Quick and Easy Cadian Tanks: are Colour Forge sprays the answer?

Wherein the author explains a quick and easy way to paint a classic Cadian tank scheme, and reviews two new (to me) products to make life easier.

Crusade: when should you stop levelling up?

I've now played 32 Crusade games with my beloved Cobalt Scions, and since I'm having a blast, I'll continue to do so. There's just one 'wrinkle': half the army's now ranked at Legendary. It's very cool having these veteran dudes, but Crusade does suffer from Marvel Cinematic Universe syndrome, in that nothing dies. That's a good thing; bad feels are prevented, but after a while it strains credulity. I'm pretty sure the design studio made this choice deliberately, and with good reason. That's because I think the solution isn't more official rules. Instead, it's you. The player. So what can you do? There's several solutions. One I've heard of is to systematise it within your gaming group; every X months, reset your whole force, but choose, say, 3 units to retain their special Crusade biscuits. I think that's a great idea, but risks feeling a tad contrived, and doesn't account for different players getting in different am

High Speed Brrt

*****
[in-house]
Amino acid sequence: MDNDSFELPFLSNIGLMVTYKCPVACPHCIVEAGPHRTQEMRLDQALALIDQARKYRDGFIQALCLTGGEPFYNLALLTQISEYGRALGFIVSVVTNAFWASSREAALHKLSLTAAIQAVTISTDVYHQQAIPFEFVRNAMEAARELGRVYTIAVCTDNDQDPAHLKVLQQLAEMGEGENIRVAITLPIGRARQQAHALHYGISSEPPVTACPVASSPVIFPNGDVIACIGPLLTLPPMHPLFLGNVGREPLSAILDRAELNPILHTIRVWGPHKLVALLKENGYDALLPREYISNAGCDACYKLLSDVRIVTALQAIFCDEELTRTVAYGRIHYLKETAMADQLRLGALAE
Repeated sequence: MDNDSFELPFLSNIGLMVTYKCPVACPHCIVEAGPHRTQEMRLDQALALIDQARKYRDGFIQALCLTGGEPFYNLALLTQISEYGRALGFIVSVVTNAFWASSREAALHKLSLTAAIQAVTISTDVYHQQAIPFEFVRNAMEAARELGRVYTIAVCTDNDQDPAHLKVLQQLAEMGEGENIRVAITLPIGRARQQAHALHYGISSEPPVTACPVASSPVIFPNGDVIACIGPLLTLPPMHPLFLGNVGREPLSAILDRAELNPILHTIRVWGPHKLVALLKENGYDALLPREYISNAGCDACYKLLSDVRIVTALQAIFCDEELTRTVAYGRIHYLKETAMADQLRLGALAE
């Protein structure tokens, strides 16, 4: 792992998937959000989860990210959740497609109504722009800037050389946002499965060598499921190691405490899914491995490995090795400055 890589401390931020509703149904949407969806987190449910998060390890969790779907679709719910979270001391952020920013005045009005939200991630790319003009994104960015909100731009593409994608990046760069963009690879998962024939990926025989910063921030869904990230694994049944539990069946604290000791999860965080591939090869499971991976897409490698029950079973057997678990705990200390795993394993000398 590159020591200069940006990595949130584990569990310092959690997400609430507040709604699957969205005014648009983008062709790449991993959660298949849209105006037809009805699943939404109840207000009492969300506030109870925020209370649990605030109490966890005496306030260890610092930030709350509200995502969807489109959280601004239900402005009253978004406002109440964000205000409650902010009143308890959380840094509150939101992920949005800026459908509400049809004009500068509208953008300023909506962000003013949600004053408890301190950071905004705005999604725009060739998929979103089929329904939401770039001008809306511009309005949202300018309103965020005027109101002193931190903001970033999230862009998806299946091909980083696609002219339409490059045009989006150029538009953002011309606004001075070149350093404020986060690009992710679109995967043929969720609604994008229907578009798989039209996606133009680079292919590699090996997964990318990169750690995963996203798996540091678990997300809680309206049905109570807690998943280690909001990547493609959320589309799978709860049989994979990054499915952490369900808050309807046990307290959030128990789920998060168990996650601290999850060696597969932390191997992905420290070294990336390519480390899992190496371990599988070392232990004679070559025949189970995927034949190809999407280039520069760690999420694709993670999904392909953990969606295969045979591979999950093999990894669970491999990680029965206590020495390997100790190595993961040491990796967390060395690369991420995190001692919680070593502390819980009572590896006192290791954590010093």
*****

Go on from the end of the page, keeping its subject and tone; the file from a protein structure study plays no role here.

Even as a yoof, Brrt was obsessed with dakka and explosions, and he could never get enough. Shootas: not enough dakka. Big shootas: still not enough dakka. Warbikes were pretty good, but he needed more. He was convinced an aircraft would be the way to go. Not least of which because fighta-bommers also did that amazing thing where they dived down and dropped bombs on things, which Brrt found to be compellingly fast and loud. There was one problem: the Boss. Sirrus ' initial interest dried up after almost all of Brrt's early experiments resulted in crashes. It made air power look expensive and ineffective, and the boss didn't like those two things. He also didn't like scientifically rigorous sample sizes, since that meant even more expense. Choppas were cheap, and ladz were plentiful. The crashes did look undeniably metal, but ultimately, the boss had responsibilities. A thoroughly disappointed (and vigorously concussed) Brrt was told to go back to his big shoota, and ke

One dog, five cars to chase: prioritising in my hobby

The Warhammer hobby is a sprawling, many-headed mistress. She offers many directions of travel, but unfortunately time and space force us to choose just one. Or two. OK go on, I'll have a third. ... Ah. Less abstractly: October brings the Word Bearers' first excursion to the Eridani Sector. Good preparations would include new scenery, a few lingering but extremely "necessary" Photoshop tasks, and a few new Cobalt Scions units. The latter generally represents 25+ hours of work per squad, so I can't exactly have the moon in a hamper here. Reality has limits. But wait! There's further ****ery! Another campaign arc is currently ongoing; my orks have invaded nascent mining colony Eniola's Prospect , so Tom and Harvey and I (the three current participants) are trying to get that to the point where it can be left prior to Jeff's October visit (since their armies will have to be re-deployed from Eniola's Prospect to Lachesis in a way that makes narrative s